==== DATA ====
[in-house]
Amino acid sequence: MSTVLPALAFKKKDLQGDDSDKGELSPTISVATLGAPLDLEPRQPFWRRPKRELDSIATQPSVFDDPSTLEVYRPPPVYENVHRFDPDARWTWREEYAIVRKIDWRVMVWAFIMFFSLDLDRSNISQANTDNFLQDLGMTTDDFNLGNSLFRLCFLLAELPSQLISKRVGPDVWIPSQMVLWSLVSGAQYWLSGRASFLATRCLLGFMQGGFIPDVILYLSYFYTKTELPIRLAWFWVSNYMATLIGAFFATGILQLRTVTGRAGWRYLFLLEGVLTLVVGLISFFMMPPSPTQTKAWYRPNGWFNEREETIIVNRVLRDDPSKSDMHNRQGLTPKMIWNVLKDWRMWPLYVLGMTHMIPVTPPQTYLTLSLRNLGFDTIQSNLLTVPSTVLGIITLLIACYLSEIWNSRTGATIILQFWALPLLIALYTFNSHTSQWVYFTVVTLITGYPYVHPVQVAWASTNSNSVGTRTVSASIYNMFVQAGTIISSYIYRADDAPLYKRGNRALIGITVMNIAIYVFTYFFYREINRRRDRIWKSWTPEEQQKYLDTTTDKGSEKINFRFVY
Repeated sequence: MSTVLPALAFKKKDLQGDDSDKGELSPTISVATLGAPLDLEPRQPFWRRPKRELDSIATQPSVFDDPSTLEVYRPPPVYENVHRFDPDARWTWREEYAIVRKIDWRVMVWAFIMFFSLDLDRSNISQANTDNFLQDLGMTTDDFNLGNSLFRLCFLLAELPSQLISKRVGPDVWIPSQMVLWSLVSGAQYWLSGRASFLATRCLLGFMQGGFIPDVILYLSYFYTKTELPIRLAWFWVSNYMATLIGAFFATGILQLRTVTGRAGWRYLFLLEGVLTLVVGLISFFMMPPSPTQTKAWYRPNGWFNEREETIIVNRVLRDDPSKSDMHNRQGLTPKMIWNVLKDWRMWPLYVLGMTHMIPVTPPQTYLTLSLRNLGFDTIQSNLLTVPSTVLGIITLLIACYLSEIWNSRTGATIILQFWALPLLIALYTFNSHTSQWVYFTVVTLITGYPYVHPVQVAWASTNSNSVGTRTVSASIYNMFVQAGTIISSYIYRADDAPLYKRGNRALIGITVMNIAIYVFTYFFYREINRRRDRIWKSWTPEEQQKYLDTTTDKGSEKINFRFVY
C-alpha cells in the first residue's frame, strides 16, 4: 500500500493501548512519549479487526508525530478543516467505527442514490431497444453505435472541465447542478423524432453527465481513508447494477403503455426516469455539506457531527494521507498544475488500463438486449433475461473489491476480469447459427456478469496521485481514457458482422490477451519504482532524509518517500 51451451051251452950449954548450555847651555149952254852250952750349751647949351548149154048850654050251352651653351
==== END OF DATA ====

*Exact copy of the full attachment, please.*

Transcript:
[in-house]
Amino acid sequence: MSTVLPALAFKKKDLQGDDSDKGELSPTISVATLGAPLDLEPRQPFWRRPKRELDSIATQPSVFDDPSTLEVYRPPPVYENVHRFDPDARWTWREEYAIVRKIDWRVMVWAFIMFFSLDLDRSNISQANTDNFLQDLGMTTDDFNLGNSLFRLCFLLAELPSQLISKRVGPDVWIPSQMVLWSLVSGAQYWLSGRASFLATRCLLGFMQGGFIPDVILYLSYFYTKTELPIRLAWFWVSNYMATLIGAFFATGILQLRTVTGRAGWRYLFLLEGVLTLVVGLISFFMMPPSPTQTKAWYRPNGWFNEREETIIVNRVLRDDPSKSDMHNRQGLTPKMIWNVLKDWRMWPLYVLGMTHMIPVTPPQTYLTLSLRNLGFDTIQSNLLTVPSTVLGIITLLIACYLSEIWNSRTGATIILQFWALPLLIALYTFNSHTSQWVYFTVVTLITGYPYVHPVQVAWASTNSNSVGTRTVSASIYNMFVQAGTIISSYIYRADDAPLYKRGNRALIGITVMNIAIYVFTYFFYREINRRRDRIWKSWTPEEQQKYLDTTTDKGSEKINFRFVY
Repeated sequence: MSTVLPALAFKKKDLQGDDSDKGELSPTISVATLGAPLDLEPRQPFWRRPKRELDSIATQPSVFDDPSTLEVYRPPPVYENVHRFDPDARWTWREEYAIVRKIDWRVMVWAFIMFFSLDLDRSNISQANTDNFLQDLGMTTDDFNLGNSLFRLCFLLAELPSQLISKRVGPDVWIPSQMVLWSLVSGAQYWLSGRASFLATRCLLGFMQGGFIPDVILYLSYFYTKTELPIRLAWFWVSNYMATLIGAFFATGILQLRTVTGRAGWRYLFLLEGVLTLVVGLISFFMMPPSPTQTKAWYRPNGWFNEREETIIVNRVLRDDPSKSDMHNRQGLTPKMIWNVLKDWRMWPLYVLGMTHMIPVTPPQTYLTLSLRNLGFDTIQSNLLTVPSTVLGIITLLIACYLSEIWNSRTGATIILQFWALPLLIALYTFNSHTSQWVYFTVVTLITGYPYVHPVQVAWASTNSNSVGTRTVSASIYNMFVQAGTIISSYIYRADDAPLYKRGNRALIGITVMNIAIYVFTYFFYREINRRRDRIWKSWTPEEQQKYLDTTTDKGSEKINFRFVY
C-alpha cells in the first residue's frame, strides 16, 4: 500500500493501548512519549479487526508525530478543516467505527442514490431497444453505435472541465447542478423524432453527465481513508447494477403503455426516469455539506457531527494521507498544475488500463438486449433475461473489491476480469447459427456478469496521485481514457458482422490477451519504482532524509518517500 51451451051251452950449954548450555847651555149952254852250952750349751647949351548149154048850654050251352651653351